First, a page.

Now, I know the first thing I am going to be told is that I should add a balance function to my binary tree, well I have asked the group member who created our tree to do it, but he hasn't got back to me yet. So rather than wait and have him possibly come back and say that he can't, I've decided to try and solve the problem myself, without touching his tree.

Ok, I am making a Binary tree which holds 62500 pointers to a height map so that during our game loop we will optimise the data retrieval time than if we just used an array of mesh's. The only problem, is that I create the trees in order, thus entering them into a tree strait away would form a link list, which is as slow as an array, so there would be no point. What I was wondering, is there some sort of algorithm I can run which will choose a mesh and add it to the tree (on creation it is stored in an array, which is slower than a btree, but if we placed into a btree on creation it would be as slow as an array, so there is no point) so that the tree is automatically balanced. I was having a fiddle trying to make my own algorithm, but a month strait uni assignments has fizzled my brain a fair amount...

by auto balance i mean, it will start from the middle, then go to the middle of the middle and the end, then the middle of the new middle and the end, and so on so forth, filling all the the branches so the depth of the tree is minimal

## All 15 Replies

If you can suffer the extra storage cost while building the tree, place all of the pointers into an array initially, shuffle the array randomly, then do the insertion:

``````{
std::vector<mesh_t> v(62500);

std::fill_n(v.begin(), v.size(), next_mesh());
std::random_shuffle(v.begin(), v.end());

for (auto mesh : v)
}``````

Given a basic binary search tree, your best bet is simply to ensure that the items are inserted in a reasonably random order. This produces the average case of a well (if not ideally) balanced tree.

Well, I was considering that, but that means that on some runs on certain days, it might lock up when it traverses 62500 nodes as some how it has randomed it into a link list, I know it won't happen, but there are possibilities for spikes and in games dev if there is a way to have a more optimal system you have to or you will have to sacrifice something else, I might just have to learn my group members coding and make a sort algorithm for it, I am currently skimming my data abstractions and algorithm book for it, but I really would prefer to be able to make a recursive function which would half the remaining from the start of the insert scope to the end, I have the algorithm half nailed down, its just been a long day and I'm not thinking.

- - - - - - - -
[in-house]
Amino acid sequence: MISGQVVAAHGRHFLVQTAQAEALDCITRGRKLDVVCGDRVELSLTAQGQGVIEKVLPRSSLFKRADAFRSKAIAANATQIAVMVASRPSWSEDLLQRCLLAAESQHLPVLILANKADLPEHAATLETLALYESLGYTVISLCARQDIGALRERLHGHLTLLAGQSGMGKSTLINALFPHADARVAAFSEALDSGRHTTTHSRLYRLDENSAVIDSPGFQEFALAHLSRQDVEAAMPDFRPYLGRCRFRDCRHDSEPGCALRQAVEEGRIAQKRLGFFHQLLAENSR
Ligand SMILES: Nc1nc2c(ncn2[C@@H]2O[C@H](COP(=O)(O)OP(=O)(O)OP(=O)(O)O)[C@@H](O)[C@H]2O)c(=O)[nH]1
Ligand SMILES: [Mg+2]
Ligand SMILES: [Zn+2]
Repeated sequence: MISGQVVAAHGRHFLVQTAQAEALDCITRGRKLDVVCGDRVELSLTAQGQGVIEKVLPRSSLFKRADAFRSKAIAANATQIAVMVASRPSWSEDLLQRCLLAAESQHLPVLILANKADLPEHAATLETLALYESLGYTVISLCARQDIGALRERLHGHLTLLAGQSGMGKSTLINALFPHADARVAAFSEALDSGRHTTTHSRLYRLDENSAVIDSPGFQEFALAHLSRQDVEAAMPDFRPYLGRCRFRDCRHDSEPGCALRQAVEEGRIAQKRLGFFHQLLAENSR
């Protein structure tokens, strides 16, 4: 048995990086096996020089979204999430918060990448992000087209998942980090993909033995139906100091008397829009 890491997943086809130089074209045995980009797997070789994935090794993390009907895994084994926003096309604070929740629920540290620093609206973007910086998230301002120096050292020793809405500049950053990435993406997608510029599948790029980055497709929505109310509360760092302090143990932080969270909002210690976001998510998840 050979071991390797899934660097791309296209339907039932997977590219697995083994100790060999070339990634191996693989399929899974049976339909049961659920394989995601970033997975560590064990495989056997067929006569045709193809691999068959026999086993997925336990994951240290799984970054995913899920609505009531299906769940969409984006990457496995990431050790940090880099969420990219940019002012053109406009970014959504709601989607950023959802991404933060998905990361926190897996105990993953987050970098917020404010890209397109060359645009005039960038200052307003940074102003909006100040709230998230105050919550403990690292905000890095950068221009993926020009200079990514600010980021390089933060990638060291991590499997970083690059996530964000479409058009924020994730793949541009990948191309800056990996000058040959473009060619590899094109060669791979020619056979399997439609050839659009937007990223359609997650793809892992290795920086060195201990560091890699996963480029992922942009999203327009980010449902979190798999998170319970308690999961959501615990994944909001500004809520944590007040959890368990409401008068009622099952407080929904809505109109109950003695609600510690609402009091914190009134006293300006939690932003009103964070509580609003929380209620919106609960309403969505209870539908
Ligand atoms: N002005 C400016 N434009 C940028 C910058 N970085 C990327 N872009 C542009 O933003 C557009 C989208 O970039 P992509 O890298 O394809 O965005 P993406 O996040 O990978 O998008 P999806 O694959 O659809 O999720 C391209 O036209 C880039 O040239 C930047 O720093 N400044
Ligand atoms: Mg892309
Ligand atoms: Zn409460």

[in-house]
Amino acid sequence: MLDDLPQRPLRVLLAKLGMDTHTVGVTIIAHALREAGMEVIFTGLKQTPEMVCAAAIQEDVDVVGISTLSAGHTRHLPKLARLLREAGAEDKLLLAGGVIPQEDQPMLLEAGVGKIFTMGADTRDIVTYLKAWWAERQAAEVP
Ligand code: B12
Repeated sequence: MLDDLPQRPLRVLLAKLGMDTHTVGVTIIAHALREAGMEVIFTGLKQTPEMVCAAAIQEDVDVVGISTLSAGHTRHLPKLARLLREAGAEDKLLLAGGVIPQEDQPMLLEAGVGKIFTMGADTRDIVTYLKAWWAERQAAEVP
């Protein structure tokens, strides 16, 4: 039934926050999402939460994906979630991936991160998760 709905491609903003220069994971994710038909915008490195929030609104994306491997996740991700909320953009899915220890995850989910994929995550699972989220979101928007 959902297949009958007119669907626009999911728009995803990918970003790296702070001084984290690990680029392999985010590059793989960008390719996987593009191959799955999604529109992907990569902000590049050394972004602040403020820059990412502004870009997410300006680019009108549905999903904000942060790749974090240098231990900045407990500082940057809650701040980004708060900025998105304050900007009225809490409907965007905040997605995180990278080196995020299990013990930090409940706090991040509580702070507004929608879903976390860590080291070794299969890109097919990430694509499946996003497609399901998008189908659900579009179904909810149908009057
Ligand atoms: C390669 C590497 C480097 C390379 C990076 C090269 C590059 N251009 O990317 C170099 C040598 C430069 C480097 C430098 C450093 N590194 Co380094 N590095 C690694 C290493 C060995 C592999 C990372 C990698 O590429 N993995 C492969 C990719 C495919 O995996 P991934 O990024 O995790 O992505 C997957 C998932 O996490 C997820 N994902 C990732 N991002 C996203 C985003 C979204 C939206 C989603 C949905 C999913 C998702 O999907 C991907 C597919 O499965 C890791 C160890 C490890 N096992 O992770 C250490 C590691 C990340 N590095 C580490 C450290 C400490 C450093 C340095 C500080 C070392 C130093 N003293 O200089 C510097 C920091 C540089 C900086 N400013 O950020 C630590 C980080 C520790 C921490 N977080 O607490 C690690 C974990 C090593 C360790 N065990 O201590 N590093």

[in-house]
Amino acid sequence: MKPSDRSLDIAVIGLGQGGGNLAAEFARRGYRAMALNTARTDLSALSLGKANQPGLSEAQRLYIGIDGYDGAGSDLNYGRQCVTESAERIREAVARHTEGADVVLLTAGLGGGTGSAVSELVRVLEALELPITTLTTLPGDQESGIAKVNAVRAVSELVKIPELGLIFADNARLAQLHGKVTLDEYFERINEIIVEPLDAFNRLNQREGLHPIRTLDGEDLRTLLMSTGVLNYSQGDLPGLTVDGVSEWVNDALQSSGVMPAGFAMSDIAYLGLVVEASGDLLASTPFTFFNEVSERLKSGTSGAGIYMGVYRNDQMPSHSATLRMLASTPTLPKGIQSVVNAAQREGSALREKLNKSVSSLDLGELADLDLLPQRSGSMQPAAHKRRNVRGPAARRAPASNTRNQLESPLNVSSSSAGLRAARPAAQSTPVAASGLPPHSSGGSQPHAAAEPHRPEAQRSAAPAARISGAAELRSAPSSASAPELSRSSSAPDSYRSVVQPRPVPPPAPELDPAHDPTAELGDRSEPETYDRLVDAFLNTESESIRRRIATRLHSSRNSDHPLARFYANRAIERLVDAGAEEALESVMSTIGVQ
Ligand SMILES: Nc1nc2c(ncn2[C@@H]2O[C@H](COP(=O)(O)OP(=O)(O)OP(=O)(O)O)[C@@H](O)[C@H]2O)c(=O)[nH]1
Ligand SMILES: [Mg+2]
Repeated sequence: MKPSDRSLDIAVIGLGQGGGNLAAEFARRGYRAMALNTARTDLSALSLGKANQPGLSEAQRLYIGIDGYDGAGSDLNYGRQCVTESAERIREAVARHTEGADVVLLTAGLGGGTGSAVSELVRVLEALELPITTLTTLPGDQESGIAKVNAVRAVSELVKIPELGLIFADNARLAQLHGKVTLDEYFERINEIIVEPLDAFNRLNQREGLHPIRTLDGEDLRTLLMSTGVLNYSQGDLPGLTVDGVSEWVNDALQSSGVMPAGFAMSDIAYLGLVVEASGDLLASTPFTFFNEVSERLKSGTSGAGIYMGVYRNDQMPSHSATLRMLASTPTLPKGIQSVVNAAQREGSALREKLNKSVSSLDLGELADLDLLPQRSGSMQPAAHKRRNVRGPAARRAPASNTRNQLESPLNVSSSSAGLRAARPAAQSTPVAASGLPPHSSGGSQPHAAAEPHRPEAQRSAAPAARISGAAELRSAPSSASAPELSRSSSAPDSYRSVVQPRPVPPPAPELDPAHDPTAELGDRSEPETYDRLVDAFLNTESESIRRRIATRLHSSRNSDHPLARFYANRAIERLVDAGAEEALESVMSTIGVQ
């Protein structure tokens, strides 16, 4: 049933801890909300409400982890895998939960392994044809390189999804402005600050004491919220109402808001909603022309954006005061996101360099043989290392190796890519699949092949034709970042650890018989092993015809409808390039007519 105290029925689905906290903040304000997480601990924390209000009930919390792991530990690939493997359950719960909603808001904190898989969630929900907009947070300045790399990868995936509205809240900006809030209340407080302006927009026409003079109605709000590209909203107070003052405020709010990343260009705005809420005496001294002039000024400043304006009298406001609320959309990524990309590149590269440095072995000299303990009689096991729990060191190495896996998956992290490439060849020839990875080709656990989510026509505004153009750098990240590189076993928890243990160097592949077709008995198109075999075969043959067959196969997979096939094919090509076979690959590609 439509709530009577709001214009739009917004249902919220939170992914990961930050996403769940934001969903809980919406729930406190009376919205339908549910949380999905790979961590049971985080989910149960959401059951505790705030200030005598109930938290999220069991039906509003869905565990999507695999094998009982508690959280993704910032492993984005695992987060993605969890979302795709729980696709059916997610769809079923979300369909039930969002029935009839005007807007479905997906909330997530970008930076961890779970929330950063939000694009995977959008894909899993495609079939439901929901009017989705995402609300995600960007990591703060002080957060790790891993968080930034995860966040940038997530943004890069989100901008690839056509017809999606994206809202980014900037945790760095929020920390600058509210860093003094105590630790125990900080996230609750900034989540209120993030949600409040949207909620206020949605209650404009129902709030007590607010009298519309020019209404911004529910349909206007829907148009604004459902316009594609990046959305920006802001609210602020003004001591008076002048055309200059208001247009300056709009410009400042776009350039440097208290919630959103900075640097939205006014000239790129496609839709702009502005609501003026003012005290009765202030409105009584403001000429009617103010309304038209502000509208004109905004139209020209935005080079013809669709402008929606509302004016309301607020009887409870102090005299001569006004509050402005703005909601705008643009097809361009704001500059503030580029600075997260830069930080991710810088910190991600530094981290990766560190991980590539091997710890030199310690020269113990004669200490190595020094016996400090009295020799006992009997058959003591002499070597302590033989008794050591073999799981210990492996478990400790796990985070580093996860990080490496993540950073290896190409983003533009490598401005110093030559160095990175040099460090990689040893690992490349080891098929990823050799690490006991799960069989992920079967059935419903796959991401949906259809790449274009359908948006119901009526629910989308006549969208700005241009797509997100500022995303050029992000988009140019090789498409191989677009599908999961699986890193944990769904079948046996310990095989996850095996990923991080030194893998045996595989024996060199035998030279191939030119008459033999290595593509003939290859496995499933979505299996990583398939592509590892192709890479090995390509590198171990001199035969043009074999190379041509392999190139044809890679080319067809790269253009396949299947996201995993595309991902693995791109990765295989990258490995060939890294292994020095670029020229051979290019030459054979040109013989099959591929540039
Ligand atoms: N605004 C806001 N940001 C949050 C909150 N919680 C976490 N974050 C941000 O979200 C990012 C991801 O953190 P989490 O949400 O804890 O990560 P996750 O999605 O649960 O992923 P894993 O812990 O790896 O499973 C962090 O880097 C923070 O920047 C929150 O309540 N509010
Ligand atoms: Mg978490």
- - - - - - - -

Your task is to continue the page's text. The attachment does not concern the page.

Just to emphasis the commitment I have to 100% optimisation, I am considering going through manually and figuring out the perfect balance, putting it into a .csv and loading it in every time :P lol

if anyone has an idea on an easy way to make a .csv with binary tree balanced values from 0-62499 im all ears

Put simply, if your data can arrive in sorted order, a basic binary search tree is the wrong data structure. You can certainly make it work, but there's a cost. Since high performance is clearly one of your goals, my recommendation is do it right from the beginning rather than try to "fix" a broken design, even if you have to write your own balanced tree (though your group member shouldn't have trouble doing it).

Ok then, Ive done some research, a DSW algorythm looks like it would be simple enough... Only prblem, the code ive found has been writen in C... yes, I know C works in C++... I just don't like C :P ive thought of how I could convert into C++... but it would be a long and painfull task, as I would probably miss spell something or miss an *, and the whole thing would fall apart...

Can anyone recomend a BST which supports DSW that isn't under copy right that I would be able to use (its for an assignment, so I would just site the autor, thats why I need to know its not under ownership, ide rather get 0 marks for a bst thats fast than 0 marks for one thats mind and doesn't work) currently the one we are using you simply specify the data int the BST through a template and then I have made an == and a = and a > operator overide.. So, does anyone know of one?

If you can suffer the extra storage cost while building the tree, place all of the pointers into an array initially, shuffle the array randomly, then do the insertion:

``````{
std::vector<mesh_t> v(62500);

std::fill_n(v.begin(), v.size(), next_mesh());
std::random_shuffle(v.begin(), v.end());

for (auto mesh : v)
}``````

Given a basic binary search tree, your best bet is simply to ensure that the items are inserted in a reasonably random order. This produces the average case of a well (if not ideally) balanced tree.

I really don't know if thats a better solution than just inserting it into a tree, unless I missed something.